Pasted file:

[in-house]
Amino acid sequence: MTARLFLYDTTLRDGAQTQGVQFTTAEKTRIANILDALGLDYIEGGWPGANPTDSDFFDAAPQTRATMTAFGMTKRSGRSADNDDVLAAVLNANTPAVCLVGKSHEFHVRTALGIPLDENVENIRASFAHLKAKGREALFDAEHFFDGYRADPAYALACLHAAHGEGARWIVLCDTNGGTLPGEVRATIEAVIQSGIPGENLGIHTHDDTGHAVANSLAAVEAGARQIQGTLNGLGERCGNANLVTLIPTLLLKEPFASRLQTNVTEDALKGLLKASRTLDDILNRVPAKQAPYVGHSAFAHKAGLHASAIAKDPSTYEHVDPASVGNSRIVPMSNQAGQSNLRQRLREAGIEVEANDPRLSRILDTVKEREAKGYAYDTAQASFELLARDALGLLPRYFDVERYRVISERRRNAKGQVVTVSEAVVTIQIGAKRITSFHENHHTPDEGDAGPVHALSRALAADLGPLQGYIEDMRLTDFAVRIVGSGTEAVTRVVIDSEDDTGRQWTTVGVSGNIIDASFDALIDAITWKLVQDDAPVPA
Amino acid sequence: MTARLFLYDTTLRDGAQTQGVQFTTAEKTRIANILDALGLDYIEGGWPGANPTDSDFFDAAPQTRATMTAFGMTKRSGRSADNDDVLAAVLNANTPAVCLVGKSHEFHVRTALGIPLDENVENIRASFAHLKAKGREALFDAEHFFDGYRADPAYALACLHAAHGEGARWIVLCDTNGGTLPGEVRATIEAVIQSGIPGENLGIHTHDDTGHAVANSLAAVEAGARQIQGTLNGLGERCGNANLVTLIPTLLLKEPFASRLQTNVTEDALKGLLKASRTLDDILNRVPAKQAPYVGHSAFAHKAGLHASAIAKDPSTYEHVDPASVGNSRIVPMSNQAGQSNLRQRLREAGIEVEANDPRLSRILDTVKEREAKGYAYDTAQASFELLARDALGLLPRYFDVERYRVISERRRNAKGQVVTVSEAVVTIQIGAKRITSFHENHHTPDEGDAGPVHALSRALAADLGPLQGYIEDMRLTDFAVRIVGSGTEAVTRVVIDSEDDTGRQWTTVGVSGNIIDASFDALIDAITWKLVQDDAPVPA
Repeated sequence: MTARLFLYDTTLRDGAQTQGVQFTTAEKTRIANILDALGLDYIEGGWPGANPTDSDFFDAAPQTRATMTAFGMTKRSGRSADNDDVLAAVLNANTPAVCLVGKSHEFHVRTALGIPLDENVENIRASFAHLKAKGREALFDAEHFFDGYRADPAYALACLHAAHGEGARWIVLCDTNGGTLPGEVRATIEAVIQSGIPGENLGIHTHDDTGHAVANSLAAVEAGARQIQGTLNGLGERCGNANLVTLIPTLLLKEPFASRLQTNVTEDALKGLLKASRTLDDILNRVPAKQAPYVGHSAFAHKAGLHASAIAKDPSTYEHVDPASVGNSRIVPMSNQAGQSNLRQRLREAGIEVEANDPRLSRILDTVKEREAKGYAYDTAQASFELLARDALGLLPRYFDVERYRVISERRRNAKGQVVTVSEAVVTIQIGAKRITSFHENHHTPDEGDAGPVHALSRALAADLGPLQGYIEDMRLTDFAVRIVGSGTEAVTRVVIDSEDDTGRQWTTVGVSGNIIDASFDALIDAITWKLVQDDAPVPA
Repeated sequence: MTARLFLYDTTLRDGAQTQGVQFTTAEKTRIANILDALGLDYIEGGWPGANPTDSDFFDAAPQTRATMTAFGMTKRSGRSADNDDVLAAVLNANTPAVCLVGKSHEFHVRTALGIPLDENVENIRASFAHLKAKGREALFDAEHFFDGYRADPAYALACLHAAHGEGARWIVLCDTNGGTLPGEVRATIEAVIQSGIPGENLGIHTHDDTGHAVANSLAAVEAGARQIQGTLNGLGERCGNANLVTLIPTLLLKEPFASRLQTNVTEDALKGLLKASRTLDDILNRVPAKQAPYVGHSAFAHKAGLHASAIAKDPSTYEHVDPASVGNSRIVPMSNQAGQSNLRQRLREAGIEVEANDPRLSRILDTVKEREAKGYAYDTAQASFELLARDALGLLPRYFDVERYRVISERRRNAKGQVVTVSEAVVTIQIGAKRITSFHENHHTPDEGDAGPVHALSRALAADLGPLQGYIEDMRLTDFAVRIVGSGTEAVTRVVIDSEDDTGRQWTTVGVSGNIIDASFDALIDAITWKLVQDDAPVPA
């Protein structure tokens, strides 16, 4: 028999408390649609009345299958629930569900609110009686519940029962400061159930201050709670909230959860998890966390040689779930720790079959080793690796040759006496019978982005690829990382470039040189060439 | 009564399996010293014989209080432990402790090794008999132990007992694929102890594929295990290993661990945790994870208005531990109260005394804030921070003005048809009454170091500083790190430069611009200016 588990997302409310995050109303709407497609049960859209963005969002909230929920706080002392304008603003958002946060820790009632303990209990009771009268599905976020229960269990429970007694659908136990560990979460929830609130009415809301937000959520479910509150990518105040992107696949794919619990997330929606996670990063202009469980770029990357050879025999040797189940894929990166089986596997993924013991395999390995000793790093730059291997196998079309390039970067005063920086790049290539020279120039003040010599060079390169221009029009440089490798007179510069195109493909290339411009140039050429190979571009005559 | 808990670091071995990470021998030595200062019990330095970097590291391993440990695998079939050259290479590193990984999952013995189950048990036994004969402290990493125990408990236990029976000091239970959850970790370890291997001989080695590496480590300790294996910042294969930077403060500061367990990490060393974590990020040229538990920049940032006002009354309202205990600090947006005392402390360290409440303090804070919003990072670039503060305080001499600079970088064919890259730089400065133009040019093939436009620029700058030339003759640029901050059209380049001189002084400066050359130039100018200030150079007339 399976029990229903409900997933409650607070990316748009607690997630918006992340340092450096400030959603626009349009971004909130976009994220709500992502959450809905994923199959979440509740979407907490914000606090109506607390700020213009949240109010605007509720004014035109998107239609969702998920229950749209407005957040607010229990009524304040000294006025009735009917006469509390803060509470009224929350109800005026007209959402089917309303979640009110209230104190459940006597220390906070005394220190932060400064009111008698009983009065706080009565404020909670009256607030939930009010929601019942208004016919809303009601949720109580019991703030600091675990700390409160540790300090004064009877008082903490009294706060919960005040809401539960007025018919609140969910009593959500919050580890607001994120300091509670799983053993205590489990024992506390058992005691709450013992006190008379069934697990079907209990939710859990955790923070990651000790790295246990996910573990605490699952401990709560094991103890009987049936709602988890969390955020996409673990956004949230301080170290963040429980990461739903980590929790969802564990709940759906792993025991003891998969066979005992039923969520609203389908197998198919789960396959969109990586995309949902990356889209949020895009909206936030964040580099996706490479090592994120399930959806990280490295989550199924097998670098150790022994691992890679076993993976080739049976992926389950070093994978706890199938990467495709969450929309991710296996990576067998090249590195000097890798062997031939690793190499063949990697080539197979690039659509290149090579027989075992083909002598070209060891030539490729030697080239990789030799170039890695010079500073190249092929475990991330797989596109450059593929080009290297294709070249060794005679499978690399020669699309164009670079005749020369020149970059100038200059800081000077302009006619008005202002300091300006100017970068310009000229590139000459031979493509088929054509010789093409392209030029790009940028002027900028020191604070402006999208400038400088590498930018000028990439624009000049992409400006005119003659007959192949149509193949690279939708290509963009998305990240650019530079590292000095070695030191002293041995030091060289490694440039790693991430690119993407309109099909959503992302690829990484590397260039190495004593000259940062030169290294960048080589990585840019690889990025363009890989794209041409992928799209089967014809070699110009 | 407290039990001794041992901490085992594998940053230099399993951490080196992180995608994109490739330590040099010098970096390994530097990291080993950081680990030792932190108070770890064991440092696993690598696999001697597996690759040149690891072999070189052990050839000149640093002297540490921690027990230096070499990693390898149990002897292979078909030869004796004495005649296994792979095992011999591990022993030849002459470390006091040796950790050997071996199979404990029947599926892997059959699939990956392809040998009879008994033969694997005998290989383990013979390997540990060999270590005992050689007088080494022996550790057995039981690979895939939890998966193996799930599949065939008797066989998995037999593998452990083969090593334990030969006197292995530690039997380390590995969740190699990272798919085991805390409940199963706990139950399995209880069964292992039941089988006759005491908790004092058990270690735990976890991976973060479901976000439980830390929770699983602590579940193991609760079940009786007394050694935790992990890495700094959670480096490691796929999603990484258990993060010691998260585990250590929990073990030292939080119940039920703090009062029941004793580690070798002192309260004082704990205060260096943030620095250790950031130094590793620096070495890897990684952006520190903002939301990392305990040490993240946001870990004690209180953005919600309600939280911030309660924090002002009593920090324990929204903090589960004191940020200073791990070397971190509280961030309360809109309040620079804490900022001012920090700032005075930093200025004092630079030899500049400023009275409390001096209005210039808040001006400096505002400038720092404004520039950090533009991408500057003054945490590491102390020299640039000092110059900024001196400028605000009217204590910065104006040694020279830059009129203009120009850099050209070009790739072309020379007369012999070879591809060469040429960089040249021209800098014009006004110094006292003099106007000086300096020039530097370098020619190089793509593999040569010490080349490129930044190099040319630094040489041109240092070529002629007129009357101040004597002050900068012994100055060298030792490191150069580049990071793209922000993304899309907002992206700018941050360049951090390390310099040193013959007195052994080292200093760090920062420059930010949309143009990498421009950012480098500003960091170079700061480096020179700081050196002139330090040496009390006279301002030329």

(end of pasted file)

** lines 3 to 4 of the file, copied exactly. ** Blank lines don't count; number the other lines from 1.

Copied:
Amino acid sequence: MTARLFLYDTTLRDGAQTQGVQFTTAEKTRIANILDALGLDYIEGGWPGANPTDSDFFDAAPQTRATMTAFGMTKRSGRSADNDDVLAAVLNANTPAVCLVGKSHEFHVRTALGIPLDENVENIRASFAHLKAKGREALFDAEHFFDGYRADPAYALACLHAAHGEGARWIVLCDTNGGTLPGEVRATIEAVIQSGIPGENLGIHTHDDTGHAVANSLAAVEAGARQIQGTLNGLGERCGNANLVTLIPTLLLKEPFASRLQTNVTEDALKGLLKASRTLDDILNRVPAKQAPYVGHSAFAHKAGLHASAIAKDPSTYEHVDPASVGNSRIVPMSNQAGQSNLRQRLREAGIEVEANDPRLSRILDTVKEREAKGYAYDTAQASFELLARDALGLLPRYFDVERYRVISERRRNAKGQVVTVSEAVVTIQIGAKRITSFHENHHTPDEGDAGPVHALSRALAADLGPLQGYIEDMRLTDFAVRIVGSGTEAVTRVVIDSEDDTGRQWTTVGVSGNIIDASFDALIDAITWKLVQDDAPVPA
Repeated sequence: MTARLFLYDTTLRDGAQTQGVQFTTAEKTRIANILDALGLDYIEGGWPGANPTDSDFFDAAPQTRATMTAFGMTKRSGRSADNDDVLAAVLNANTPAVCLVGKSHEFHVRTALGIPLDENVENIRASFAHLKAKGREALFDAEHFFDGYRADPAYALACLHAAHGEGARWIVLCDTNGGTLPGEVRATIEAVIQSGIPGENLGIHTHDDTGHAVANSLAAVEAGARQIQGTLNGLGERCGNANLVTLIPTLLLKEPFASRLQTNVTEDALKGLLKASRTLDDILNRVPAKQAPYVGHSAFAHKAGLHASAIAKDPSTYEHVDPASVGNSRIVPMSNQAGQSNLRQRLREAGIEVEANDPRLSRILDTVKEREAKGYAYDTAQASFELLARDALGLLPRYFDVERYRVISERRRNAKGQVVTVSEAVVTIQIGAKRITSFHENHHTPDEGDAGPVHALSRALAADLGPLQGYIEDMRLTDFAVRIVGSGTEAVTRVVIDSEDDTGRQWTTVGVSGNIIDASFDALIDAITWKLVQDDAPVPA